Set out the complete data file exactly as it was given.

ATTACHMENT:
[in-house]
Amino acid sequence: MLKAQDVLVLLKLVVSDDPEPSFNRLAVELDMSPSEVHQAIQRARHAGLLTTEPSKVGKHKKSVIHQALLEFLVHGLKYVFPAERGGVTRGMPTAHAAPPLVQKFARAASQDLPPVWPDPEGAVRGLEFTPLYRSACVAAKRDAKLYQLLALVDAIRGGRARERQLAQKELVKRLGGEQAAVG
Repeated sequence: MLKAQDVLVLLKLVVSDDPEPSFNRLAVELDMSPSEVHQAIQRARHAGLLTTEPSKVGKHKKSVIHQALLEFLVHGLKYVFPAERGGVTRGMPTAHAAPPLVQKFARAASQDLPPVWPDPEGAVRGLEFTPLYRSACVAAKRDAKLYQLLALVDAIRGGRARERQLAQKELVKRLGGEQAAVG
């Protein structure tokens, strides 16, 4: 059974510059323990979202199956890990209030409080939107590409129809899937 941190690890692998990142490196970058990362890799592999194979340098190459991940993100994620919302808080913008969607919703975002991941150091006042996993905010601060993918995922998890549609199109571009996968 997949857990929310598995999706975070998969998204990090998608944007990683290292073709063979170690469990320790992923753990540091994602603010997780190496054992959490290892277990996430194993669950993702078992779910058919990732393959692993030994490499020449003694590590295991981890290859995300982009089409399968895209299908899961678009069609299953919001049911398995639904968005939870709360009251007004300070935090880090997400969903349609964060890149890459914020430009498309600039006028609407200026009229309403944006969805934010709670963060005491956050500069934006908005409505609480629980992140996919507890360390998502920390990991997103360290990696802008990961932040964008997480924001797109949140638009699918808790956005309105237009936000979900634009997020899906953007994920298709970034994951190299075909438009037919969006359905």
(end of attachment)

[in-house]
Amino acid sequence: MLKAQDVLVLLKLVVSDDPEPSFNRLAVELDMSPSEVHQAIQRARHAGLLTTEPSKVGKHKKSVIHQALLEFLVHGLKYVFPAERGGVTRGMPTAHAAPPLVQKFARAASQDLPPVWPDPEGAVRGLEFTPLYRSACVAAKRDAKLYQLLALVDAIRGGRARERQLAQKELVKRLGGEQAAVG
Repeated sequence: MLKAQDVLVLLKLVVSDDPEPSFNRLAVELDMSPSEVHQAIQRARHAGLLTTEPSKVGKHKKSVIHQALLEFLVHGLKYVFPAERGGVTRGMPTAHAAPPLVQKFARAASQDLPPVWPDPEGAVRGLEFTPLYRSACVAAKRDAKLYQLLALVDAIRGGRARERQLAQKELVKRLGGEQAAVG
């Protein structure tokens, strides 16, 4: 059974510059323990979202199956890990209030409080939107590409129809899937 941190690890692998990142490196970058990362890799592999194979340098190459991940993100994620919302808080913008969607919703975002991941150091006042996993905010601060993918995922998890549609199109571009996968 997949857990929310598995999706975070998969998204990090998608944007990683290292073709063979170690469990320790992923753990540091994602603010997780190496054992959490290892277990996430194993669950993702078992779910058919990732393959692993030994490499020449003694590590295991981890290859995300982009089409399968895209299908899961678009069609299953919001049911398995639904968005939870709360009251007004300070935090880090997400969903349609964060890149890459914020430009498309600039006028609407200026009229309403944006969805934010709670963060005491956050500069934006908005409505609480629980992140996919507890360390998502920390990991997103360290990696802008990961932040964008997480924001797109949140638009699918808790956005309105237009936000979900634009997020899906953007994920298709970034994951190299075909438009037919969006359905």